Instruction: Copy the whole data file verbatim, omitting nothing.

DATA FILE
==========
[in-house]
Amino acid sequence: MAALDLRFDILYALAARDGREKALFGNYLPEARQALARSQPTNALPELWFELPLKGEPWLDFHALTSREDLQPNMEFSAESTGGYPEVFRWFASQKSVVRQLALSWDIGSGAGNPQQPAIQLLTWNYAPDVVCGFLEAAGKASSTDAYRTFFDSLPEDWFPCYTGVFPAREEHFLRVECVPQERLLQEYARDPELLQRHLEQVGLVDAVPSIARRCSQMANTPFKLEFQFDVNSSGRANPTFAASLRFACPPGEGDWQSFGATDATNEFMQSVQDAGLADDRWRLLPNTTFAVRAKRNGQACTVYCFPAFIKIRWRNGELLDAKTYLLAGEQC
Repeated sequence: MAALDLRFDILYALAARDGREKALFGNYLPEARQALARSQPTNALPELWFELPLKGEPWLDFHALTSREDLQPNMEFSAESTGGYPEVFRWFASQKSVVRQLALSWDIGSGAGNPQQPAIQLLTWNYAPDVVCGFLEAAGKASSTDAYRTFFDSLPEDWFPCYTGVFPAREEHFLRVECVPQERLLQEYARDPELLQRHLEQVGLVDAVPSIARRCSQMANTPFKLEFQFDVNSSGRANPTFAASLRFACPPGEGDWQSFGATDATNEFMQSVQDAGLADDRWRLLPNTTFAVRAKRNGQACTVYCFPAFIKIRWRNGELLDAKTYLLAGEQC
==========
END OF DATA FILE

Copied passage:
[in-house]
Amino acid sequence: MAALDLRFDILYALAARDGREKALFGNYLPEARQALARSQPTNALPELWFELPLKGEPWLDFHALTSREDLQPNMEFSAESTGGYPEVFRWFASQKSVVRQLALSWDIGSGAGNPQQPAIQLLTWNYAPDVVCGFLEAAGKASSTDAYRTFFDSLPEDWFPCYTGVFPAREEHFLRVECVPQERLLQEYARDPELLQRHLEQVGLVDAVPSIARRCSQMANTPFKLEFQFDVNSSGRANPTFAASLRFACPPGEGDWQSFGATDATNEFMQSVQDAGLADDRWRLLPNTTFAVRAKRNGQACTVYCFPAFIKIRWRNGELLDAKTYLLAGEQC
Repeated sequence: MAALDLRFDILYALAARDGREKALFGNYLPEARQALARSQPTNALPELWFELPLKGEPWLDFHALTSREDLQPNMEFSAESTGGYPEVFRWFASQKSVVRQLALSWDIGSGAGNPQQPAIQLLTWNYAPDVVCGFLEAAGKASSTDAYRTFFDSLPEDWFPCYTGVFPAREEHFLRVECVPQERLLQEYARDPELLQRHLEQVGLVDAVPSIARRCSQMANTPFKLEFQFDVNSSGRANPTFAASLRFACPPGEGDWQSFGATDATNEFMQSVQDAGLADDRWRLLPNTTFAVRAKRNGQACTVYCFPAFIKIRWRNGELLDAKTYLLAGEQC